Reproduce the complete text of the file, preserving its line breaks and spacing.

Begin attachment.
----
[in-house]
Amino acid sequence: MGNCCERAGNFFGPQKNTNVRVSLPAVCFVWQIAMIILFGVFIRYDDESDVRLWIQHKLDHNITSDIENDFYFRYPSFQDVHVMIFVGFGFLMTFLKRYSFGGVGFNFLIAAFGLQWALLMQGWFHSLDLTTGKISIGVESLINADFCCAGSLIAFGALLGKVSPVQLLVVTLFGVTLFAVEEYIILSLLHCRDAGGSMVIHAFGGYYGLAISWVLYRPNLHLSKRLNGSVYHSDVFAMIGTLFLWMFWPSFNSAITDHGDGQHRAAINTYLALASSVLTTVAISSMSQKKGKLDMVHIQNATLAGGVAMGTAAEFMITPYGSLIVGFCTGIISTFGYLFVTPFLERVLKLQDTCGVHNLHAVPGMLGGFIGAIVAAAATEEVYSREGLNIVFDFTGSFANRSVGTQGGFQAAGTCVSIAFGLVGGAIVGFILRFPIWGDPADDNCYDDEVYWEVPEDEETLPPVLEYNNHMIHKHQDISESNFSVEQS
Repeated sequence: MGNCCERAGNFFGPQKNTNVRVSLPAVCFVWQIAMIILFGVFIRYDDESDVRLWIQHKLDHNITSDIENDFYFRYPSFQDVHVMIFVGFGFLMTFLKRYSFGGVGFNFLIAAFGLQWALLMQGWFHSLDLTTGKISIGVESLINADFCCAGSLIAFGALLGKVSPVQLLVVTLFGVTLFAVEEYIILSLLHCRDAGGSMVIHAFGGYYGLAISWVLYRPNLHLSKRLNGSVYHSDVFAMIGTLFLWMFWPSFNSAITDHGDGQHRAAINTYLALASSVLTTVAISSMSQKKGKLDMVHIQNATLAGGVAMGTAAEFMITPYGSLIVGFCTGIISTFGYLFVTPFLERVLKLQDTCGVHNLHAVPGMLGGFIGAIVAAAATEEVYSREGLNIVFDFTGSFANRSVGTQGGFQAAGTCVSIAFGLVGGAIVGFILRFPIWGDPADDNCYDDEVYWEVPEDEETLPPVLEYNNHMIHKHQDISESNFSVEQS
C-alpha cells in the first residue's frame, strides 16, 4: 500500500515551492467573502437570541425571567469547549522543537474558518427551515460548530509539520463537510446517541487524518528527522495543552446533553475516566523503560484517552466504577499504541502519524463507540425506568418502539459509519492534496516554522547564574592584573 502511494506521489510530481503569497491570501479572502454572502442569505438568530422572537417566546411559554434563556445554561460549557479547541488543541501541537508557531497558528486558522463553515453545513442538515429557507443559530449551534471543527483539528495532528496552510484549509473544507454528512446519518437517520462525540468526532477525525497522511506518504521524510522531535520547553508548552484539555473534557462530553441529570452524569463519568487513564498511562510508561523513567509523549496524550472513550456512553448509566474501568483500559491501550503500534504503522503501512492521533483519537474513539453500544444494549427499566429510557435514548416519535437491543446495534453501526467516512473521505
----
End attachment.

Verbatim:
[in-house]
Amino acid sequence: MGNCCERAGNFFGPQKNTNVRVSLPAVCFVWQIAMIILFGVFIRYDDESDVRLWIQHKLDHNITSDIENDFYFRYPSFQDVHVMIFVGFGFLMTFLKRYSFGGVGFNFLIAAFGLQWALLMQGWFHSLDLTTGKISIGVESLINADFCCAGSLIAFGALLGKVSPVQLLVVTLFGVTLFAVEEYIILSLLHCRDAGGSMVIHAFGGYYGLAISWVLYRPNLHLSKRLNGSVYHSDVFAMIGTLFLWMFWPSFNSAITDHGDGQHRAAINTYLALASSVLTTVAISSMSQKKGKLDMVHIQNATLAGGVAMGTAAEFMITPYGSLIVGFCTGIISTFGYLFVTPFLERVLKLQDTCGVHNLHAVPGMLGGFIGAIVAAAATEEVYSREGLNIVFDFTGSFANRSVGTQGGFQAAGTCVSIAFGLVGGAIVGFILRFPIWGDPADDNCYDDEVYWEVPEDEETLPPVLEYNNHMIHKHQDISESNFSVEQS
Repeated sequence: MGNCCERAGNFFGPQKNTNVRVSLPAVCFVWQIAMIILFGVFIRYDDESDVRLWIQHKLDHNITSDIENDFYFRYPSFQDVHVMIFVGFGFLMTFLKRYSFGGVGFNFLIAAFGLQWALLMQGWFHSLDLTTGKISIGVESLINADFCCAGSLIAFGALLGKVSPVQLLVVTLFGVTLFAVEEYIILSLLHCRDAGGSMVIHAFGGYYGLAISWVLYRPNLHLSKRLNGSVYHSDVFAMIGTLFLWMFWPSFNSAITDHGDGQHRAAINTYLALASSVLTTVAISSMSQKKGKLDMVHIQNATLAGGVAMGTAAEFMITPYGSLIVGFCTGIISTFGYLFVTPFLERVLKLQDTCGVHNLHAVPGMLGGFIGAIVAAAATEEVYSREGLNIVFDFTGSFANRSVGTQGGFQAAGTCVSIAFGLVGGAIVGFILRFPIWGDPADDNCYDDEVYWEVPEDEETLPPVLEYNNHMIHKHQDISESNFSVEQS
C-alpha cells in the first residue's frame, strides 16, 4: 500500500515551492467573502437570541425571567469547549522543537474558518427551515460548530509539520463537510446517541487524518528527522495543552446533553475516566523503560484517552466504577499504541502519524463507540425506568418502539459509519492534496516554522547564574592584573 502511494506521489510530481503569497491570501479572502454572502442569505438568530422572537417566546411559554434563556445554561460549557479547541488543541501541537508557531497558528486558522463553515453545513442538515429557507443559530449551534471543527483539528495532528496552510484549509473544507454528512446519518437517520462525540468526532477525525497522511506518504521524510522531535520547553508548552484539555473534557462530553441529570452524569463519568487513564498511562510508561523513567509523549496524550472513550456512553448509566474501568483500559491501550503500534504503522503501512492521533483519537474513539453500544444494549427499566429510557435514548416519535437491543446495534453501526467516512473521505